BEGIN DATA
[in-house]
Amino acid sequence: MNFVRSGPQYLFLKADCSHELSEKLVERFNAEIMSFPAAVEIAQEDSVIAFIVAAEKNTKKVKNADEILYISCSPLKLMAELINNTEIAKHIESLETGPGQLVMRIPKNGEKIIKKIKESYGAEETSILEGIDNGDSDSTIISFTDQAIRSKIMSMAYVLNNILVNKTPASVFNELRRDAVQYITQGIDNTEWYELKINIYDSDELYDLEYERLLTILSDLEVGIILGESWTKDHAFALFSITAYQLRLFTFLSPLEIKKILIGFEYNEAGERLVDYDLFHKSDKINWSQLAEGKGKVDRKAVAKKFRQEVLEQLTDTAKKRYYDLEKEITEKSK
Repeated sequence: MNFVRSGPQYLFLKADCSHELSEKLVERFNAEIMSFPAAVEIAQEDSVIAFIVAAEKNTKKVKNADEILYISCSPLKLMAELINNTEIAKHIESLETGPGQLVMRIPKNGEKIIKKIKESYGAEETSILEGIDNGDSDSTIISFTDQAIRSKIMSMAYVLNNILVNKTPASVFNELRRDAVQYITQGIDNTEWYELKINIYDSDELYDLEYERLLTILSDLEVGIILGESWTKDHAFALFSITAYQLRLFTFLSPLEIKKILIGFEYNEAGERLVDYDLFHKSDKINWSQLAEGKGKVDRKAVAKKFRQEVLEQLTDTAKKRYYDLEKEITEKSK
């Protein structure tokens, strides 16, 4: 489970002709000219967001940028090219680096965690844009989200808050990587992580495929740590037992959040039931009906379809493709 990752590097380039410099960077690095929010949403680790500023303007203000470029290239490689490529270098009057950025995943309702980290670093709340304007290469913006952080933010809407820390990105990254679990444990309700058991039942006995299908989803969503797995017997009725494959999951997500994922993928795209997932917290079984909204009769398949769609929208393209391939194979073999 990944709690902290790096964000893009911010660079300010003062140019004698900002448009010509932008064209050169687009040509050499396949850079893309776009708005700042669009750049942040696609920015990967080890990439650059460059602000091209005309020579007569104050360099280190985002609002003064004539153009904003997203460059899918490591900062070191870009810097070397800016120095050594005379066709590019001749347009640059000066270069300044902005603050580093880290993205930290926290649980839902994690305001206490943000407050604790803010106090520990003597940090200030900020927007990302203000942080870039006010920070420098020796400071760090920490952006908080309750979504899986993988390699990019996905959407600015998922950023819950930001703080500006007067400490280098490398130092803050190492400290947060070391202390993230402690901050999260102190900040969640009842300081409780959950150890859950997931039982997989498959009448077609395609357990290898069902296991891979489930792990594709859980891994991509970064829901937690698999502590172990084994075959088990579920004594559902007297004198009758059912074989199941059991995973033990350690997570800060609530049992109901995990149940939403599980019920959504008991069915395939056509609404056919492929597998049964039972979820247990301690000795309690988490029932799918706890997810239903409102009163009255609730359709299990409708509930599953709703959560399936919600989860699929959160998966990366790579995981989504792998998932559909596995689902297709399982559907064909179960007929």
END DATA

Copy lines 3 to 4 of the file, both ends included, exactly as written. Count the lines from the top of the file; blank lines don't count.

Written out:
Repeated sequence: MNFVRSGPQYLFLKADCSHELSEKLVERFNAEIMSFPAAVEIAQEDSVIAFIVAAEKNTKKVKNADEILYISCSPLKLMAELINNTEIAKHIESLETGPGQLVMRIPKNGEKIIKKIKESYGAEETSILEGIDNGDSDSTIISFTDQAIRSKIMSMAYVLNNILVNKTPASVFNELRRDAVQYITQGIDNTEWYELKINIYDSDELYDLEYERLLTILSDLEVGIILGESWTKDHAFALFSITAYQLRLFTFLSPLEIKKILIGFEYNEAGERLVDYDLFHKSDKINWSQLAEGKGKVDRKAVAKKFRQEVLEQLTDTAKKRYYDLEKEITEKSK
């Protein structure tokens, strides 16, 4: 489970002709000219967001940028090219680096965690844009989200808050990587992580495929740590037992959040039931009906379809493709 990752590097380039410099960077690095929010949403680790500023303007203000470029290239490689490529270098009057950025995943309702980290670093709340304007290469913006952080933010809407820390990105990254679990444990309700058991039942006995299908989803969503797995017997009725494959999951997500994922993928795209997932917290079984909204009769398949769609929208393209391939194979073999 990944709690902290790096964000893009911010660079300010003062140019004698900002448009010509932008064209050169687009040509050499396949850079893309776009708005700042669009750049942040696609920015990967080890990439650059460059602000091209005309020579007569104050360099280190985002609002003064004539153009904003997203460059899918490591900062070191870009810097070397800016120095050594005379066709590019001749347009640059000066270069300044902005603050580093880290993205930290926290649980839902994690305001206490943000407050604790803010106090520990003597940090200030900020927007990302203000942080870039006010920070420098020796400071760090920490952006908080309750979504899986993988390699990019996905959407600015998922950023819950930001703080500006007067400490280098490398130092803050190492400290947060070391202390993230402690901050999260102190900040969640009842300081409780959950150890859950997931039982997989498959009448077609395609357990290898069902296991891979489930792990594709859980891994991509970064829901937690698999502590172990084994075959088990579920004594559902007297004198009758059912074989199941059991995973033990350690997570800060609530049992109901995990149940939403599980019920959504008991069915395939056509609404056919492929597998049964039972979820247990301690000795309690988490029932799918706890997810239903409102009163009255609730359709299990409708509930599953709703959560399936919600989860699929959160998966990366790579995981989504792998998932559909596995689902297709399982559907064909179960007929």